The University of Michigan is starting the process of selecting a developer to finance and build a 150-room hotel and conference center on campus.
The university and its partner, commercial real estate and property investment firm JLL, opened a request for qualifications from potential developers to build the center on the university’s North Campus in Ann Arbor.
Through the public-private partnership (P3), the developer would be responsible for funding and constructing the project as well as maintaining and operating the completed center through a ground lease with the university. The developer would also take on the revenue risk for the project, according to JLL.
The scope of the proposed project includes an upscale or boutique hotel adjacent to a multifunctional conference center that would have capacity for up to 1,000 attendees. Plans also call for a full-service restaurant and parking in either a garage or incorporated into the first few floors of the building.
Statements of qualifications are due Jan. 19, and U-M plans to issue a short-list of qualified developers in February to issue requests for proposals (RFPs).
The new hotel and conference center is not the first time U-M has sought a partnership with a private firm this year for a new development. In September, the university’s board of regents approved the budget for a $631 million student housing project that will have 2,300 beds and a 900-seat dining hall. While the agreement is not a true P3 since the university is funding the project, American Campus Communities is managing and developing the project.
However, more universities are seeking true P3s by having the developer not only construct but finance the project. As many universities began struggling with limited resources, they looked for other opportunities to deliver projects. Although P3s have been around since the 1960s, the model gained traction with higher education institutions in the 1990s when tax-exempt financing became an option for development firms, according to a P3 report from Brailsford & Dunlavey.
Other recent examples include JLL assisting Michigan State University with its first P3 in 2019 with Health Innovation Partners – a real estate development joint venture – to expand the Grand Rapids Research Center. The developer also secured a ground lease for the new building.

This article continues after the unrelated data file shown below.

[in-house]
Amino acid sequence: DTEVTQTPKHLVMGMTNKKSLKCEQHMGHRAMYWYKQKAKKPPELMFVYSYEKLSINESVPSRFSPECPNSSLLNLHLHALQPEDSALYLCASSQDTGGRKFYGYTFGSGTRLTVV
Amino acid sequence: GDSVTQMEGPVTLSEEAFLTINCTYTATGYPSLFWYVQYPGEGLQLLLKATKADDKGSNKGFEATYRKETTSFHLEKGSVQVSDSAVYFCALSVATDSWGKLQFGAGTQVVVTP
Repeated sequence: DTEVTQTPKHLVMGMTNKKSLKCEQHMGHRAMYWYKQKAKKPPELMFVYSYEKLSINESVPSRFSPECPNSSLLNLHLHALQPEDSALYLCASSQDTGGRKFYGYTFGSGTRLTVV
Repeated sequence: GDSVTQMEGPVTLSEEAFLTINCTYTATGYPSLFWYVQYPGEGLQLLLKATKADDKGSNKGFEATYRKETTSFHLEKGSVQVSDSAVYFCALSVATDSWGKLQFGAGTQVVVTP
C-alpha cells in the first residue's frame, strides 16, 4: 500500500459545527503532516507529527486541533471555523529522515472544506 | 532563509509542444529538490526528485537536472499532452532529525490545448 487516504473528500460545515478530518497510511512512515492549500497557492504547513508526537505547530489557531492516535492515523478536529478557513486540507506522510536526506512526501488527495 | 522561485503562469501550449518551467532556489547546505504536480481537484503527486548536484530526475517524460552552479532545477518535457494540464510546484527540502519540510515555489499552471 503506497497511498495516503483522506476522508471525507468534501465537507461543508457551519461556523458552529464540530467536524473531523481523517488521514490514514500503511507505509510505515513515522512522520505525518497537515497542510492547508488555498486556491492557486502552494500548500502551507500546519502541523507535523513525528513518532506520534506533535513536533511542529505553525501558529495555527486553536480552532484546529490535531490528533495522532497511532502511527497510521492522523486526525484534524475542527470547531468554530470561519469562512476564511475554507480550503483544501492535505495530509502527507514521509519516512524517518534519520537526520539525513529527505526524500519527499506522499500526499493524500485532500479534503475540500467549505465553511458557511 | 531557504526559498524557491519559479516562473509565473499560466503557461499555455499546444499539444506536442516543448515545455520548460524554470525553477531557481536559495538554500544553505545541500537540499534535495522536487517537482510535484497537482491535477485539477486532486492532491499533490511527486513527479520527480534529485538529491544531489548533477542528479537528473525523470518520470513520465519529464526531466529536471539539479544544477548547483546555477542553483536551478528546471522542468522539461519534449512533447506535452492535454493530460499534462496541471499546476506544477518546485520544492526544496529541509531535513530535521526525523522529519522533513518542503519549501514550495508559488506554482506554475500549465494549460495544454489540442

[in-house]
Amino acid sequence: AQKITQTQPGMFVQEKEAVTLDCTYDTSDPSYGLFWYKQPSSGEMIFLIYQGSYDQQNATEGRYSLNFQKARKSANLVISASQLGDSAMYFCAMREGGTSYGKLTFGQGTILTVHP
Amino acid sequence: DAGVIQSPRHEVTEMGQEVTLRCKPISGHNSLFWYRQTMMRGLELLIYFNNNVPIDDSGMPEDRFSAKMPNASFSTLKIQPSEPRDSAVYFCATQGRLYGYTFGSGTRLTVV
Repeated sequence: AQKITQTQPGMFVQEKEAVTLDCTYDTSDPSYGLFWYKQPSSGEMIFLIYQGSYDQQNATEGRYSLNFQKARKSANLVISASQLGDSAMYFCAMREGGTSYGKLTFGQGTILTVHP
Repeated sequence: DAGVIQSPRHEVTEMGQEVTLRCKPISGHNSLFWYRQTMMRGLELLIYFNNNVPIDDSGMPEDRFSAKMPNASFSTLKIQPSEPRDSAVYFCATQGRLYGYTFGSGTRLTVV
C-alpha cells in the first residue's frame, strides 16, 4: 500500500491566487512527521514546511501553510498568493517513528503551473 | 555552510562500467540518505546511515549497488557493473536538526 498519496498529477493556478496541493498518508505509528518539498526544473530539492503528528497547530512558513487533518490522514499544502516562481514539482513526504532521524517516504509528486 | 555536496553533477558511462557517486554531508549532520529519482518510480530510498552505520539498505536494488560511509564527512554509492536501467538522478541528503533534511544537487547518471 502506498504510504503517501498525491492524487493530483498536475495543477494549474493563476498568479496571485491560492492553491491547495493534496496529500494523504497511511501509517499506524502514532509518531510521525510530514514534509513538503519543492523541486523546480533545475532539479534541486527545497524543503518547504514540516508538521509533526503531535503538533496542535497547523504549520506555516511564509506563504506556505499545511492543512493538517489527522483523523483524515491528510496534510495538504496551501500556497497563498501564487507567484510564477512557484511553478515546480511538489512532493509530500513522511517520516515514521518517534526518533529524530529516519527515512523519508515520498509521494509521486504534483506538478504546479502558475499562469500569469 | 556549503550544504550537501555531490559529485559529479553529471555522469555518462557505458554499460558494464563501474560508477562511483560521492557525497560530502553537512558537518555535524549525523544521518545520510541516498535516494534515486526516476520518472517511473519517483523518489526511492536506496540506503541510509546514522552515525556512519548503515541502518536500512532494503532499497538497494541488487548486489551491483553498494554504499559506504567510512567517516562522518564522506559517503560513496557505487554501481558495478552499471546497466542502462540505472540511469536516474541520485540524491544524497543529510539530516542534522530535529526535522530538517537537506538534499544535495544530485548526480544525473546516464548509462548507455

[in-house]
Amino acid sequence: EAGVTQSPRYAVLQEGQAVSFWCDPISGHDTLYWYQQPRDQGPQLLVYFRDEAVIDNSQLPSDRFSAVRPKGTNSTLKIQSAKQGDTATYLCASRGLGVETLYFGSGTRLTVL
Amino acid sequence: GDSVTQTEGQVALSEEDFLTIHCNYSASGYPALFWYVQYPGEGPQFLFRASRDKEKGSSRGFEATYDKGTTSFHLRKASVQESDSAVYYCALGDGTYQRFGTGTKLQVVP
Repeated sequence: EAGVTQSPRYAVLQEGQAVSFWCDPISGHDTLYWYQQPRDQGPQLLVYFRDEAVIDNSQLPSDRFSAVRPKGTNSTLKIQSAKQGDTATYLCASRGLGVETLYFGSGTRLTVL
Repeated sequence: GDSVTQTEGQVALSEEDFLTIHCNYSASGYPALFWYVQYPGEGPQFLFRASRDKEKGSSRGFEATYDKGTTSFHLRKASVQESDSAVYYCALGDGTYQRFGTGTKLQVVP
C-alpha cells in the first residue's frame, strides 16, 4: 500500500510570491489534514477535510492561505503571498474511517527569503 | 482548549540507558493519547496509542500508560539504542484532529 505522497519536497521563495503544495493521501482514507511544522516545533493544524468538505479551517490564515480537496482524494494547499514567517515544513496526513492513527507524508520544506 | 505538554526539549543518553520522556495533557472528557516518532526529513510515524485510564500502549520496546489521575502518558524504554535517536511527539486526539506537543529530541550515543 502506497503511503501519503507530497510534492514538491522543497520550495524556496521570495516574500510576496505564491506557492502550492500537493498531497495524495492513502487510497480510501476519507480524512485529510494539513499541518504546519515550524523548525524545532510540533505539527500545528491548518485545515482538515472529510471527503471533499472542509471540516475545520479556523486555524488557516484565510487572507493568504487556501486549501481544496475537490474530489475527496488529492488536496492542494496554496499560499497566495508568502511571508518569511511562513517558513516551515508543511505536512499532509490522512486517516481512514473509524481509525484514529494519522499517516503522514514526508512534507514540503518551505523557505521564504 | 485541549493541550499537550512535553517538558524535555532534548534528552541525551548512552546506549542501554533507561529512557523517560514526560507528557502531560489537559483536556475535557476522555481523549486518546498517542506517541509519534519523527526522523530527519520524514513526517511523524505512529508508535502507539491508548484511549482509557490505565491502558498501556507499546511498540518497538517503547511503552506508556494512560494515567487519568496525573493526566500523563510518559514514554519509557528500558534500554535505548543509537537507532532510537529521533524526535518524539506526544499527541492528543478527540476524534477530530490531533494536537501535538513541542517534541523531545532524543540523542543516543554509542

The University of Tennessee, Knoxville, announced in May it will build three multiuse student housing developments through a P3 agreement to add more than 2,500 beds, totaling nearly $310 million
The developer, RISE Real Estate, will develop, finance and construct the three buildings. RISE and UT will partner to maintain the buildings through a long-term agreement.
“The public-private partnership with RISE is an important step to help meet the student housing needs of our growing campus,” said Vice Chancellor for Student Life Frank Cuevas said in a news release.
In August, the University of Vermont signed a letter of intent with AAM 15 Management LLC for new undergraduate housing. The university will only fund one quarter of the $100 million cost.
“Our ability to move forward with this project in a financially responsible way will yield significant benefits for UVM students and the university’s neighbors,” UVM board Chairman Ron Lumbra said in a news release.
In late November, Texas State University issued an RFP to seek a developer to design, finance and build a 150- to 250-room full-service hotel in San Marcos. The project would also include at least one food and beverage restaurant and a community gathering space. Proposals are due Jan. 23, and Texas State will select a developer in May.
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Photo Credit: Scott C. Soderberg, provided by Michigan Photography, University of Michigan